Friday, July 9, 2010
The Twilight Saga: Eclipse and The Last Airbender
(This is the last in a series of four posts that review five movies I saw over a period of six days last week.)
The Twilight Saga: Eclipse the latest chapter in the perils and dilemmas of Bella Swan (Kristen Stewart), is the best of the lot so far – a well-acted, expeditiously-directed love story full of suspense, and, oh, yeah, vampires and werewolves. There's some nifty cinematography as well, especially in the opening scene when a drifter gets slashed by a vampire (is it Victoria?) and ends up writhing in pain in a driving downpour.
David Slade employs bountiful close-ups to elicit an intimacy and a sincerity from the performers that has been somewhat lacking in the previous films – and this helps carry us through Bella’s silly dilemma between Jacob (Taylor Lautner) and Edward (Robert Pattinson) – when we know all along that Edward is the one. Somehow, Bella’s big dark eyes are more expressive of her mopey indecision, Jacob’s passion for Bella comes off as quite powerful, and even Edward gets a chance to crack a smile.
In addition, there’s more of a story here. It’s not just Bella torn between – or being tugged between Jacob and Edward. We get the evil, vengeful Victoria (Bryce Dallas Howard) raising a pack of newborn vamps (who are especially blood-thirsty in the first months after being transformed) to destroy the Cullens and kill Bella. Ashley Greene, as Alice, is especially engaging, buttering up Bella’s dad with a little flirtation, and showing her awesome speed during a training session in preparation for the big battle.
Meanwhile, Rosalie (Nikki Reed) gets to tell her compelling backstory – an early 1900s set piece involving a fiancé who turns into a cad. In his backstory, Jasper (Jackson Rathbone) takes us back to Civil War era Texas where he has a run-in with vampire seductresses. Ya-hoo! Ride ‘em, Johnny Reb! I enjoyed the flashbacks as interesting contrasts to the rainy, snowy woods of the Forks area.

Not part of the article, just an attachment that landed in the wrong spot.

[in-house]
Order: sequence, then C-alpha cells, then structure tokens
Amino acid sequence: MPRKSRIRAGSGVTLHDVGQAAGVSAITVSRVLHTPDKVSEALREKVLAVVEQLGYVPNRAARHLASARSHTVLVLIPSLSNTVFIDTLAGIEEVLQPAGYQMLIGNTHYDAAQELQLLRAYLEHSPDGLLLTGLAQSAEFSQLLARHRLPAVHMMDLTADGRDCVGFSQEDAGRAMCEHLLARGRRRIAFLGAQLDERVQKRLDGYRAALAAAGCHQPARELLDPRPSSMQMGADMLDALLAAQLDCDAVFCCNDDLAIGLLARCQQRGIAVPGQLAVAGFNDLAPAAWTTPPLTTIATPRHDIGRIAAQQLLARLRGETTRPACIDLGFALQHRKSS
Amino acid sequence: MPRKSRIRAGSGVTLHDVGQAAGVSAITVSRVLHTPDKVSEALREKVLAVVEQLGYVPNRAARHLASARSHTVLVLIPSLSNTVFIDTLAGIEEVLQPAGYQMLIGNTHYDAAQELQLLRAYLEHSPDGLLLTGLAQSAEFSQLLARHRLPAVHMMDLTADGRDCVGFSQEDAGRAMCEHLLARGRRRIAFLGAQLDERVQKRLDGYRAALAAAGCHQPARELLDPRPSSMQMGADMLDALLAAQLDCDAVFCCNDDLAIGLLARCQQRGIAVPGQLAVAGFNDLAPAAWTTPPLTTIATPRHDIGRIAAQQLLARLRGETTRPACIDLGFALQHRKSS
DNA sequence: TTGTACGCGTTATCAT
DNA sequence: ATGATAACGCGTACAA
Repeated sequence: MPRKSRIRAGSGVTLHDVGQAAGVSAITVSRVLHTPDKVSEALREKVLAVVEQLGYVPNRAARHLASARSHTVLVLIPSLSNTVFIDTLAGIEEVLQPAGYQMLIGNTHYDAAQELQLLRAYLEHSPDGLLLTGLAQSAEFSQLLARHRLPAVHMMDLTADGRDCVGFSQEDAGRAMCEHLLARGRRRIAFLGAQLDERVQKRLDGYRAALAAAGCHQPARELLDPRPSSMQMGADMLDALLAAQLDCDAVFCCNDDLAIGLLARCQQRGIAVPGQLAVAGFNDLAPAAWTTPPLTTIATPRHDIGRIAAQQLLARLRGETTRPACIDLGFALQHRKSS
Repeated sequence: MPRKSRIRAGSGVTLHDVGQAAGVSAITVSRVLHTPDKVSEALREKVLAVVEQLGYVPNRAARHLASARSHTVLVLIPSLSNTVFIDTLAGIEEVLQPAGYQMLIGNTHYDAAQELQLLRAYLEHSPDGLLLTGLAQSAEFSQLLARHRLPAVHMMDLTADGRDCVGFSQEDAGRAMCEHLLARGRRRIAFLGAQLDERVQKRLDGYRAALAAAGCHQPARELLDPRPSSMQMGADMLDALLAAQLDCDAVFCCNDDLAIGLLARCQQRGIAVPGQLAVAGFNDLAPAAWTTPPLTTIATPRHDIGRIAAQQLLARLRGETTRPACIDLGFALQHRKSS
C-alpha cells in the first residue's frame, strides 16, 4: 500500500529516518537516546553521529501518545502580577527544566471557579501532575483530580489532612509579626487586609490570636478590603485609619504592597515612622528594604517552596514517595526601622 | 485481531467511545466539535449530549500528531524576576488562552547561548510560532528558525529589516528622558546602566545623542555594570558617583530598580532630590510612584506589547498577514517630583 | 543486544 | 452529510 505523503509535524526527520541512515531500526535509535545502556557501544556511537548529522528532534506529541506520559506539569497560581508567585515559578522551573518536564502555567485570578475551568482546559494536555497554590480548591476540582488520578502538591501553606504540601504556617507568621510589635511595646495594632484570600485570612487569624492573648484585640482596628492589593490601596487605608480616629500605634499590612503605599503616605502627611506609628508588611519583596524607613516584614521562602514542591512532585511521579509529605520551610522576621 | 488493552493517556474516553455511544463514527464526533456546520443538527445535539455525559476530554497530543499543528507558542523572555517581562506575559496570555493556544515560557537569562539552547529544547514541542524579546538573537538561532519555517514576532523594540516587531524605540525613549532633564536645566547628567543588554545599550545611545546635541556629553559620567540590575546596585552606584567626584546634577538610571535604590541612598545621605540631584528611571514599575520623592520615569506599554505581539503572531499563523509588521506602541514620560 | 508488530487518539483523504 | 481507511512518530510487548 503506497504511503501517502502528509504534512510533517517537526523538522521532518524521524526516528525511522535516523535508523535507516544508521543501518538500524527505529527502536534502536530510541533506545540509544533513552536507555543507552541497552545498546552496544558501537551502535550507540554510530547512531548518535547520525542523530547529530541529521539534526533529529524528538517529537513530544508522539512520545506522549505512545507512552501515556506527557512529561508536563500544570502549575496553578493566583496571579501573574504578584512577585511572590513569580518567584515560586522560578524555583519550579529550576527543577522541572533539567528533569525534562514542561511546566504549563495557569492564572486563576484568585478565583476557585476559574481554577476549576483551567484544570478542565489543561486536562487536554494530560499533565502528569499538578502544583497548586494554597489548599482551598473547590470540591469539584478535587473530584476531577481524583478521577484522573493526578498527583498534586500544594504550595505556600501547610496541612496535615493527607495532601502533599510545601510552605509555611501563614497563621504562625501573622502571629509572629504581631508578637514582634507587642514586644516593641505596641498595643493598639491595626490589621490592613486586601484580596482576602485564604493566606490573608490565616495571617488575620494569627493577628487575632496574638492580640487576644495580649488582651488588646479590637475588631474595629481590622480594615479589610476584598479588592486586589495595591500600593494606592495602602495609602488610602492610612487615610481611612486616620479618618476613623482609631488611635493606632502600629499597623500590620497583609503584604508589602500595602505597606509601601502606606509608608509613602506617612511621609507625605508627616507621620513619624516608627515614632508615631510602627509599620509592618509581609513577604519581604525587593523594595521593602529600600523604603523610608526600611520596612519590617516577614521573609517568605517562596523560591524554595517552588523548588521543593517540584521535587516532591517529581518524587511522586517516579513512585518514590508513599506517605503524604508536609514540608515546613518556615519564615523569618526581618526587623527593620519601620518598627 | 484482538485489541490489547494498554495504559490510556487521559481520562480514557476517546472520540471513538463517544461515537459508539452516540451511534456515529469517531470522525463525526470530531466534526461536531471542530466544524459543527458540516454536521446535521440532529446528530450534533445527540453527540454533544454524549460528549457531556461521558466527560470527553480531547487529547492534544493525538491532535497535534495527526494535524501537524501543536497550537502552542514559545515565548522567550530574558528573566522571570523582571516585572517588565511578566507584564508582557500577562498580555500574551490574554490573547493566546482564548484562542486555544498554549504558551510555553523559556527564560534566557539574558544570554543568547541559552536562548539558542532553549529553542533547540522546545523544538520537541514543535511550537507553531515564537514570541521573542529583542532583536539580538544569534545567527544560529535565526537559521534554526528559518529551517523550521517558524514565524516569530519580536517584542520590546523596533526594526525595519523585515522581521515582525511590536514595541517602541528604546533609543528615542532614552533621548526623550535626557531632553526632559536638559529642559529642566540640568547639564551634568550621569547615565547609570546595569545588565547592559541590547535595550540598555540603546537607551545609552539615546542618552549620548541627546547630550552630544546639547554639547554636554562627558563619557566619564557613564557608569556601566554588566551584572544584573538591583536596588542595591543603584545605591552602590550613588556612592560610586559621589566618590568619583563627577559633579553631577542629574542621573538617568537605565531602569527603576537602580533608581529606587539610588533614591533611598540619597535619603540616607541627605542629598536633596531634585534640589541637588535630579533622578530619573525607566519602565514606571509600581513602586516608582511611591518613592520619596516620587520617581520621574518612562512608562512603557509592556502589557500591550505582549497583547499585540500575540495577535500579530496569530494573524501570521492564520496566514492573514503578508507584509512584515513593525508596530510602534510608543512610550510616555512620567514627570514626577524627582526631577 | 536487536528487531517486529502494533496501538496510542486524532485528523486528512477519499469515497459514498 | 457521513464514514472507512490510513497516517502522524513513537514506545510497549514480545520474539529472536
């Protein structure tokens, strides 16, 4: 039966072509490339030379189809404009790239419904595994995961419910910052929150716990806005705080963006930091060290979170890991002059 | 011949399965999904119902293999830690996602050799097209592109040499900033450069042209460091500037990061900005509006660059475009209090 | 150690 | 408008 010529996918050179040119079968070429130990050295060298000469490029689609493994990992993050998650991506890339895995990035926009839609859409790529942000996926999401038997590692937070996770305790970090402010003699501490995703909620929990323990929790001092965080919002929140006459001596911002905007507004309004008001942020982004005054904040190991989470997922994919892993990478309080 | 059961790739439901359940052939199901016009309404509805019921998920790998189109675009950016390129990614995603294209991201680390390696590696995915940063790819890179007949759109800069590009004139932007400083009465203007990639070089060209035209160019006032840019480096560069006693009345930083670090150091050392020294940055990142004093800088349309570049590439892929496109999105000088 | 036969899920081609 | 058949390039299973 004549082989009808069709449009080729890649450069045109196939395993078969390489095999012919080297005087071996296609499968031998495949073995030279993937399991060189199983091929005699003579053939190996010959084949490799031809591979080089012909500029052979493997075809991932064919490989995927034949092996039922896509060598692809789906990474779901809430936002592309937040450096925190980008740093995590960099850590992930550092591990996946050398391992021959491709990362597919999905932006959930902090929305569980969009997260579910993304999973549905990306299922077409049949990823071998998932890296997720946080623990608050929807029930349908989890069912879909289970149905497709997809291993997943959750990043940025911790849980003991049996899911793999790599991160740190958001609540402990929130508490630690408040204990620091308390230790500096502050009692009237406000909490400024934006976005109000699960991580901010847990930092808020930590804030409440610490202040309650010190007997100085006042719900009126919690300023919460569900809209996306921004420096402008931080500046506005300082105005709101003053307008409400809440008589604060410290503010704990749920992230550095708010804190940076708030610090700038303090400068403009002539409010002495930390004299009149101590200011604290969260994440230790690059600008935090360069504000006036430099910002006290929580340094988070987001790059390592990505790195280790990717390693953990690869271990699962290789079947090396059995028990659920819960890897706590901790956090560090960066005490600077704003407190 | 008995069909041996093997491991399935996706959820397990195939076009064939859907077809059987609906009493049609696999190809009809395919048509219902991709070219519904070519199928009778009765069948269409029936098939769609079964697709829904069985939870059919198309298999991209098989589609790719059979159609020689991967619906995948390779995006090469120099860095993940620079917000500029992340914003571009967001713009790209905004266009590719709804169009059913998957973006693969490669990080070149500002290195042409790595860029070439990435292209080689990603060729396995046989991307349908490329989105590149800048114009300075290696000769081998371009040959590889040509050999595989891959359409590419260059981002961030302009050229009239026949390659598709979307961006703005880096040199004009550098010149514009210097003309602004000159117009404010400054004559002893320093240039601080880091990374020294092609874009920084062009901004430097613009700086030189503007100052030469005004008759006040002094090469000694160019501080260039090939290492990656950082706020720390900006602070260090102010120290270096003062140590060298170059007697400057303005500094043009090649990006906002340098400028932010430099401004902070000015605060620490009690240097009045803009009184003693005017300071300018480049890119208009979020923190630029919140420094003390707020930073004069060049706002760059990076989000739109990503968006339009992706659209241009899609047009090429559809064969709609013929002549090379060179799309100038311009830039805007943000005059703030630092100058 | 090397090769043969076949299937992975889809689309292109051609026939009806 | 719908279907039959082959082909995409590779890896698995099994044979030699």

The action is fun; I love how vampires are so fast and so strong. But the werewolves are like CGI rejects from The Lion, The Witch, and The Wardrobe, and I wish they’d wear name tags because there’s no way to tell them apart when the buff, shirtless Native American guys shift into werewolf mode.
M. Night Shyamalan’s The Last Airbender, a plodding conglomeration of disconnected elements from science-fiction, fantasy, and Oriental martial-arts films, fails to develop engaging settings, interesting creatures, mesmerizing martial arts, or compelling conflicts, and the duration of the film provides too many dull gaps in which I wondered how anyone could have viewed cuts of this film with any sort of feelings of accomplishment, ignoring the weak story, poor pacing, ponderous editing, and stilted acting that constitute this silly movie about Aang the Avatar: the Last Airbender; the Fire Nation led by Lord Ozai who wants to destroy him; the Waterbenders of the Southern Water Tribe who want to help him; a spectral dragon who guides Aang; a flying creature that looks like a stuffed animal cross between a pug-faced puppy and a beaver; and two glowing koi that bring disaster if one of them is killed – indeed, a mishmash of odd elements that never coalesce into a cinematic little world that engages us to any worthwhile degree.